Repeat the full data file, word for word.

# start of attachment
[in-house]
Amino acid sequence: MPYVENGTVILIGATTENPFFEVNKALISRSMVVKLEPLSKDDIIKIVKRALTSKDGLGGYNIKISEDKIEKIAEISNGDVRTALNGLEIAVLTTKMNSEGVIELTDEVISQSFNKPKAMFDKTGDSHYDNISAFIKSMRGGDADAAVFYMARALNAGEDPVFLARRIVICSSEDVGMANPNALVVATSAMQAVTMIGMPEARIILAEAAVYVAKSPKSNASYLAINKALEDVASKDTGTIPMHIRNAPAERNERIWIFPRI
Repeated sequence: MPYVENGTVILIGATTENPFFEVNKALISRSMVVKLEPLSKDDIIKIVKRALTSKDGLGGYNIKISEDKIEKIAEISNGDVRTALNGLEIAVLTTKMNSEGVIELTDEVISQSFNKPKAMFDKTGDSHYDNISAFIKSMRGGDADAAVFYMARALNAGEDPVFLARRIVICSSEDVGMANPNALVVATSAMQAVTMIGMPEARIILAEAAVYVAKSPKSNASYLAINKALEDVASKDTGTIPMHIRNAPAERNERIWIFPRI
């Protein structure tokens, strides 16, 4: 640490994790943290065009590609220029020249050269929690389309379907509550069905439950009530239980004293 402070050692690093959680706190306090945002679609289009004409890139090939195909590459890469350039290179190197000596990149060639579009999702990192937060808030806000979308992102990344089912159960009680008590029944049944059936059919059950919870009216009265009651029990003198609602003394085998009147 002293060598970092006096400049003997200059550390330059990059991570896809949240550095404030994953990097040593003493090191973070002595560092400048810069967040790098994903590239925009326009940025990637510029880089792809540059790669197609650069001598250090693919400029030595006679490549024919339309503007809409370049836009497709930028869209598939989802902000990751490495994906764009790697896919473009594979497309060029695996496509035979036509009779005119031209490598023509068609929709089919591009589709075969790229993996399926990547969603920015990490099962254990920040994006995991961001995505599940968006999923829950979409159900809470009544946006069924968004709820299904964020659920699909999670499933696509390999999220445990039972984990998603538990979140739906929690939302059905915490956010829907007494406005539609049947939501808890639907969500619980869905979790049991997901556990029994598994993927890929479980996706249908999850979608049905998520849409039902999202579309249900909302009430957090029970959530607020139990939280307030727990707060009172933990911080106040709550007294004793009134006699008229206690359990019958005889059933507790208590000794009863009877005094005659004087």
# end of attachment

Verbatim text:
[in-house]
Amino acid sequence: MPYVENGTVILIGATTENPFFEVNKALISRSMVVKLEPLSKDDIIKIVKRALTSKDGLGGYNIKISEDKIEKIAEISNGDVRTALNGLEIAVLTTKMNSEGVIELTDEVISQSFNKPKAMFDKTGDSHYDNISAFIKSMRGGDADAAVFYMARALNAGEDPVFLARRIVICSSEDVGMANPNALVVATSAMQAVTMIGMPEARIILAEAAVYVAKSPKSNASYLAINKALEDVASKDTGTIPMHIRNAPAERNERIWIFPRI
Repeated sequence: MPYVENGTVILIGATTENPFFEVNKALISRSMVVKLEPLSKDDIIKIVKRALTSKDGLGGYNIKISEDKIEKIAEISNGDVRTALNGLEIAVLTTKMNSEGVIELTDEVISQSFNKPKAMFDKTGDSHYDNISAFIKSMRGGDADAAVFYMARALNAGEDPVFLARRIVICSSEDVGMANPNALVVATSAMQAVTMIGMPEARIILAEAAVYVAKSPKSNASYLAINKALEDVASKDTGTIPMHIRNAPAERNERIWIFPRI
């Protein structure tokens, strides 16, 4: 640490994790943290065009590609220029020249050269929690389309379907509550069905439950009530239980004293 402070050692690093959680706190306090945002679609289009004409890139090939195909590459890469350039290179190197000596990149060639579009999702990192937060808030806000979308992102990344089912159960009680008590029944049944059936059919059950919870009216009265009651029990003198609602003394085998009147 002293060598970092006096400049003997200059550390330059990059991570896809949240550095404030994953990097040593003493090191973070002595560092400048810069967040790098994903590239925009326009940025990637510029880089792809540059790669197609650069001598250090693919400029030595006679490549024919339309503007809409370049836009497709930028869209598939989802902000990751490495994906764009790697896919473009594979497309060029695996496509035979036509009779005119031209490598023509068609929709089919591009589709075969790229993996399926990547969603920015990490099962254990920040994006995991961001995505599940968006999923829950979409159900809470009544946006069924968004709820299904964020659920699909999670499933696509390999999220445990039972984990998603538990979140739906929690939302059905915490956010829907007494406005539609049947939501808890639907969500619980869905979790049991997901556990029994598994993927890929479980996706249908999850979608049905998520849409039902999202579309249900909302009430957090029970959530607020139990939280307030727990707060009172933990911080106040709550007294004793009134006699008229206690359990019958005889059933507790208590000794009863009877005094005659004087």